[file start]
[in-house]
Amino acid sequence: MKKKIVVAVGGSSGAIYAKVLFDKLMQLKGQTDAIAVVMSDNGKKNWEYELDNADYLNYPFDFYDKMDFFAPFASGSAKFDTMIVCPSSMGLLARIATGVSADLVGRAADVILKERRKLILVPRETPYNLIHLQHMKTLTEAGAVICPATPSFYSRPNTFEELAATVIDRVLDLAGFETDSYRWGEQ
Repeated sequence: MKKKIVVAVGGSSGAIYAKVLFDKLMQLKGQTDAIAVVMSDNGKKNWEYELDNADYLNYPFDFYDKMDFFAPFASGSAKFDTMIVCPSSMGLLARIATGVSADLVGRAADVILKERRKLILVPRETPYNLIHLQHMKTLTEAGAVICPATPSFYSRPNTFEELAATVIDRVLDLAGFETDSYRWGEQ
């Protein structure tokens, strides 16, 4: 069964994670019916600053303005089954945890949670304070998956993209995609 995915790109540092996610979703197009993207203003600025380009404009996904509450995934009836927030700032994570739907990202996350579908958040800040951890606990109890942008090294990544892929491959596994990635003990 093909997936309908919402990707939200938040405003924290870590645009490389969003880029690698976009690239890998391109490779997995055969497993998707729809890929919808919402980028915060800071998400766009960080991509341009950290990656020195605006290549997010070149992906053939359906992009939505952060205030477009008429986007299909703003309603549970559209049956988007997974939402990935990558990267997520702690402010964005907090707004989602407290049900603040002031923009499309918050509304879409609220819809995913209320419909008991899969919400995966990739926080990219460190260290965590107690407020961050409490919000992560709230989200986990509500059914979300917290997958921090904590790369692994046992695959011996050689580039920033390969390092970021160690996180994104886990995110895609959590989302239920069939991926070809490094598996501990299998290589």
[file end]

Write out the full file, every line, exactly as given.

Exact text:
[in-house]
Amino acid sequence: MKKKIVVAVGGSSGAIYAKVLFDKLMQLKGQTDAIAVVMSDNGKKNWEYELDNADYLNYPFDFYDKMDFFAPFASGSAKFDTMIVCPSSMGLLARIATGVSADLVGRAADVILKERRKLILVPRETPYNLIHLQHMKTLTEAGAVICPATPSFYSRPNTFEELAATVIDRVLDLAGFETDSYRWGEQ
Repeated sequence: MKKKIVVAVGGSSGAIYAKVLFDKLMQLKGQTDAIAVVMSDNGKKNWEYELDNADYLNYPFDFYDKMDFFAPFASGSAKFDTMIVCPSSMGLLARIATGVSADLVGRAADVILKERRKLILVPRETPYNLIHLQHMKTLTEAGAVICPATPSFYSRPNTFEELAATVIDRVLDLAGFETDSYRWGEQ
């Protein structure tokens, strides 16, 4: 069964994670019916600053303005089954945890949670304070998956993209995609 995915790109540092996610979703197009993207203003600025380009404009996904509450995934009836927030700032994570739907990202996350579908958040800040951890606990109890942008090294990544892929491959596994990635003990 093909997936309908919402990707939200938040405003924290870590645009490389969003880029690698976009690239890998391109490779997995055969497993998707729809890929919808919402980028915060800071998400766009960080991509341009950290990656020195605006290549997010070149992906053939359906992009939505952060205030477009008429986007299909703003309603549970559209049956988007997974939402990935990558990267997520702690402010964005907090707004989602407290049900603040002031923009499309918050509304879409609220819809995913209320419909008991899969919400995966990739926080990219460190260290965590107690407020961050409490919000992560709230989200986990509500059914979300917290997958921090904590790369692994046992695959011996050689580039920033390969390092970021160690996180994104886990995110895609959590989302239920069939991926070809490094598996501990299998290589």